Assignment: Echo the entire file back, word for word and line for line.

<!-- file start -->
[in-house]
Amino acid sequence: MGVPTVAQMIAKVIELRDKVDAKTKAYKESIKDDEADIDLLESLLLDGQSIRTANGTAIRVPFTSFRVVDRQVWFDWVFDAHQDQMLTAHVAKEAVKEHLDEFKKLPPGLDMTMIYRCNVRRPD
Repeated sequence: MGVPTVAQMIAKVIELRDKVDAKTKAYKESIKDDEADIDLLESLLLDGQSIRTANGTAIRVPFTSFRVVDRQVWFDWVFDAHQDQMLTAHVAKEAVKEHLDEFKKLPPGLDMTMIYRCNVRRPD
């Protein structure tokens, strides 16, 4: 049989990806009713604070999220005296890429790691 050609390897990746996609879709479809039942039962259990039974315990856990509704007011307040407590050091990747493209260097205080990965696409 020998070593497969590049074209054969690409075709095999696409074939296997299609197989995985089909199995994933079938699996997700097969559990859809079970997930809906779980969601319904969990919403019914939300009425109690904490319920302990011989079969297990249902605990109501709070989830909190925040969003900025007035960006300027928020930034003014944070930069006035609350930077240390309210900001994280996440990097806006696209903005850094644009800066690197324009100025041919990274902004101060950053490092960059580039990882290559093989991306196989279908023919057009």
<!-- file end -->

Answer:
[in-house]
Amino acid sequence: MGVPTVAQMIAKVIELRDKVDAKTKAYKESIKDDEADIDLLESLLLDGQSIRTANGTAIRVPFTSFRVVDRQVWFDWVFDAHQDQMLTAHVAKEAVKEHLDEFKKLPPGLDMTMIYRCNVRRPD
Repeated sequence: MGVPTVAQMIAKVIELRDKVDAKTKAYKESIKDDEADIDLLESLLLDGQSIRTANGTAIRVPFTSFRVVDRQVWFDWVFDAHQDQMLTAHVAKEAVKEHLDEFKKLPPGLDMTMIYRCNVRRPD
């Protein structure tokens, strides 16, 4: 049989990806009713604070999220005296890429790691 050609390897990746996609879709479809039942039962259990039974315990856990509704007011307040407590050091990747493209260097205080990965696409 020998070593497969590049074209054969690409075709095999696409074939296997299609197989995985089909199995994933079938699996997700097969559990859809079970997930809906779980969601319904969990919403019914939300009425109690904490319920302990011989079969297990249902605990109501709070989830909190925040969003900025007035960006300027928020930034003014944070930069006035609350930077240390309210900001994280996440990097806006696209903005850094644009800066690197324009100025041919990274902004101060950053490092960059580039990882290559093989991306196989279908023919057009």